“We’d be running to a hot call – and this was a positive thing about having the crew – I would explain to them: ‘We’re heading to a violent domestic. They’ve dispatched us because the guy just hit the wife with a table leg and there might be guns in the house and here’s how we’re going to approach it.’ So I would have to articulate to them everything that I was thinking and planning, and that’s actually a really good tactic to do. I was doing my self-talk out loud and by doing so I actually improved it.”

Why, exactly, are we even doing this?
The question at some point becomes, why would anyone add to everything else they’ve got going on in their squad car?  Why would you add three other people, cameras, microphones, and all that other stuff to an already crammed cockpit?

Smith says that she had a few things in mind that she’d wanted to convey about her work as an officer to the (mostly civilian) viewers who will watch this program.  Among those things was that she wanted the public to not just think ‘oh, it’s a cop’ when they see a squad drive by with a female officer behind the wheel.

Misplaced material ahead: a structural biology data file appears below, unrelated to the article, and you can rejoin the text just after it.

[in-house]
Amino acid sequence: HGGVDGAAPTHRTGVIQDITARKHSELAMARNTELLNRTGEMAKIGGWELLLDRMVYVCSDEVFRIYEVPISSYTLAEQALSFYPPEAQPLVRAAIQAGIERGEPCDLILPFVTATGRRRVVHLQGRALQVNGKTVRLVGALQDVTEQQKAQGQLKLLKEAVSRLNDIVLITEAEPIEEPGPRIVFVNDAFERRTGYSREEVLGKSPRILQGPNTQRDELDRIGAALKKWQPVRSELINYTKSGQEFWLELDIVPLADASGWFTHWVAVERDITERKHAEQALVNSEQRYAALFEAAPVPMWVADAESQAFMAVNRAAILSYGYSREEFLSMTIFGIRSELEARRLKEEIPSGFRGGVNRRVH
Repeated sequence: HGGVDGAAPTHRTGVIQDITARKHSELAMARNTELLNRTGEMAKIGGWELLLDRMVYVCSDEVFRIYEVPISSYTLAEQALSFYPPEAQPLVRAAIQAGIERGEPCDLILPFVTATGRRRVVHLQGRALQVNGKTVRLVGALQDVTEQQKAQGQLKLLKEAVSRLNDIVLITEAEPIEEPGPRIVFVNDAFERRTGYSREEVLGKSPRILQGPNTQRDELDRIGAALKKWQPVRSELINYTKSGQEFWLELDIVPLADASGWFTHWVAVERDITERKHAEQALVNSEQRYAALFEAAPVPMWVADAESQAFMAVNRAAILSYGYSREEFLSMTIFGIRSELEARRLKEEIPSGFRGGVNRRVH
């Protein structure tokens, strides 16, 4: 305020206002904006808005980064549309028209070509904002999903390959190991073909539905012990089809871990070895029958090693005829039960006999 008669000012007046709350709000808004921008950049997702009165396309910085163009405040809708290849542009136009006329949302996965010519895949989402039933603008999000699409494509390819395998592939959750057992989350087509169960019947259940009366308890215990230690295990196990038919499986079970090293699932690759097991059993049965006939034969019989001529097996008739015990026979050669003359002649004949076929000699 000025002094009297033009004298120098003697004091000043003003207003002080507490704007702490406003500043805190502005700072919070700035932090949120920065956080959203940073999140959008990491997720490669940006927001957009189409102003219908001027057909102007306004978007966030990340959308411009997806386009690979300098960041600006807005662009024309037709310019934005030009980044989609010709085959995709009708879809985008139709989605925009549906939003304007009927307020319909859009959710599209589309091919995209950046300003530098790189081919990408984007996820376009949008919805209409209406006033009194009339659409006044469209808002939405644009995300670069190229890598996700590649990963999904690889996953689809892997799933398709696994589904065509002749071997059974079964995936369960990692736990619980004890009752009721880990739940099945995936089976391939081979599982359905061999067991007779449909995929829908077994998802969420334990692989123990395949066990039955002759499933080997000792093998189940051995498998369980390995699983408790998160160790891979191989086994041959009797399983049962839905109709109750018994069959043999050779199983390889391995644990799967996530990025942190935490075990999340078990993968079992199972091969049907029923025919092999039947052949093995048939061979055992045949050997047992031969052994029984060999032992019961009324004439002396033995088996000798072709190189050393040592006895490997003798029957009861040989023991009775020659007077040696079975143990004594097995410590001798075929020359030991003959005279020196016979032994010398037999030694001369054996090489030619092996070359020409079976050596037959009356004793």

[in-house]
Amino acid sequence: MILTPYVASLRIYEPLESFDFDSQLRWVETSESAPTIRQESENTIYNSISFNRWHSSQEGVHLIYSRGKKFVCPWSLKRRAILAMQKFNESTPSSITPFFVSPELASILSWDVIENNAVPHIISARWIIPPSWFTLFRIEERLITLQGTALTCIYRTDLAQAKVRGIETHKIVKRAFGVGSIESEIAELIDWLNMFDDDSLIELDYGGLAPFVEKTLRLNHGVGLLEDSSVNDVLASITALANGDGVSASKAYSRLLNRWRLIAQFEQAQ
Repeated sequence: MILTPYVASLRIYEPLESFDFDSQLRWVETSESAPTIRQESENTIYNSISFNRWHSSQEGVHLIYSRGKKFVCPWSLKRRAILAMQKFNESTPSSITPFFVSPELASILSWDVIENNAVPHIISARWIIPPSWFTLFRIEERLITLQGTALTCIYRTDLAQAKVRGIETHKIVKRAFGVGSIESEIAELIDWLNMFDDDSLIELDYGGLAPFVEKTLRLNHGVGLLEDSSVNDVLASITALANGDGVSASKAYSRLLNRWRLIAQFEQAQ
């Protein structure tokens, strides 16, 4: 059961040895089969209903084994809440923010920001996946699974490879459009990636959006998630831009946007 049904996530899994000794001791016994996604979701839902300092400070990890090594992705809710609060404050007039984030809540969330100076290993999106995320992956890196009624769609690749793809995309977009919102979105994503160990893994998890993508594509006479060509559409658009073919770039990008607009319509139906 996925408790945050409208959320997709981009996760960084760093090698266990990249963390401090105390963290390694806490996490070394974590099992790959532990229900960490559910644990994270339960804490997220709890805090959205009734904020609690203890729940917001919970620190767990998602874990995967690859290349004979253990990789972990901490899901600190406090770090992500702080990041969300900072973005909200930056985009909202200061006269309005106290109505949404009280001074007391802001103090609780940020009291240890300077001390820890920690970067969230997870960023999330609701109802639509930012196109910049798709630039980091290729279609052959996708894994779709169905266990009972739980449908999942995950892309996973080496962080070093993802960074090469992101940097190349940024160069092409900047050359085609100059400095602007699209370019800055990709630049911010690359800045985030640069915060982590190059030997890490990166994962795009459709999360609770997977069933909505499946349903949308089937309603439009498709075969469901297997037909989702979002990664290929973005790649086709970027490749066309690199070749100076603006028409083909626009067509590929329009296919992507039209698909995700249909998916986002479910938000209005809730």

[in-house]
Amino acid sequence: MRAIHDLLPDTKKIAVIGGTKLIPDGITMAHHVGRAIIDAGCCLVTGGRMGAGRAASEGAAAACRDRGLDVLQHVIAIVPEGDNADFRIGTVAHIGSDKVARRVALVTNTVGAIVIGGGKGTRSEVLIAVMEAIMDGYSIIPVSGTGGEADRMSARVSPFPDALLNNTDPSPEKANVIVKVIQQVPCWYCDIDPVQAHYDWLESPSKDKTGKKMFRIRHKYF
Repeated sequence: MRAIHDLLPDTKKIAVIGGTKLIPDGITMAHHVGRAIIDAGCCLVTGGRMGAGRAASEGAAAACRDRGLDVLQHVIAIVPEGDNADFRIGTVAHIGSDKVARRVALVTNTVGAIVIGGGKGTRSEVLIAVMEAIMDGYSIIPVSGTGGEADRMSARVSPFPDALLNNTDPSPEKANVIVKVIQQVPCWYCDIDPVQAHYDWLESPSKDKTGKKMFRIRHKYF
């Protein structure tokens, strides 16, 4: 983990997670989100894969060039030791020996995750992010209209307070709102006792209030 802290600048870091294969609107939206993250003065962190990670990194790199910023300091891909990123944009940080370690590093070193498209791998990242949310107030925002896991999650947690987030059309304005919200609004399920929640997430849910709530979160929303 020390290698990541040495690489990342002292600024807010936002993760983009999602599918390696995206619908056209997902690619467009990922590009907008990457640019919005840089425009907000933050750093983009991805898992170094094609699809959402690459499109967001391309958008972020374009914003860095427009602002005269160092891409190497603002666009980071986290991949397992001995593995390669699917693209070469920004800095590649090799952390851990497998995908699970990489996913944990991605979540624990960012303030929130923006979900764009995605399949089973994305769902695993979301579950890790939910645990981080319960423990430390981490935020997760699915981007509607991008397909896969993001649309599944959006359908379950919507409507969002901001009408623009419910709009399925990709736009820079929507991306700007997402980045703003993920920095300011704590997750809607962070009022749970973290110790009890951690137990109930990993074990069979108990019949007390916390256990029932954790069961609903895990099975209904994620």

“We want people to look and say, ‘Gosh, that’s somebody’s mom or that’s somebody’s daughter; that’s somebody’s wife or partner. She might be dealing with aging parents or she’s just another Scout-mom like me,’” Smith tells PoliceOne. “You know, we want people to be able to look at us and say, ‘She’s just like me, she just happens to have a gun and a badge.’  Because you know, honestly, even though it’s 2008, people still stare at us when we’re walking down the street. Any woman cop will tell you that.”

Smith and the other female officers of Female Forces also wanted to show young women that police work is an appealing career choice. “It’s a cool job! You can still have a family, go to school, date, have fun, and do all the things that young – and old – women do. You know, you can take care of your family and have some fun, and still be a cop and still change people’s lives. So I think that was kind of our dual purpose,” Smith explains.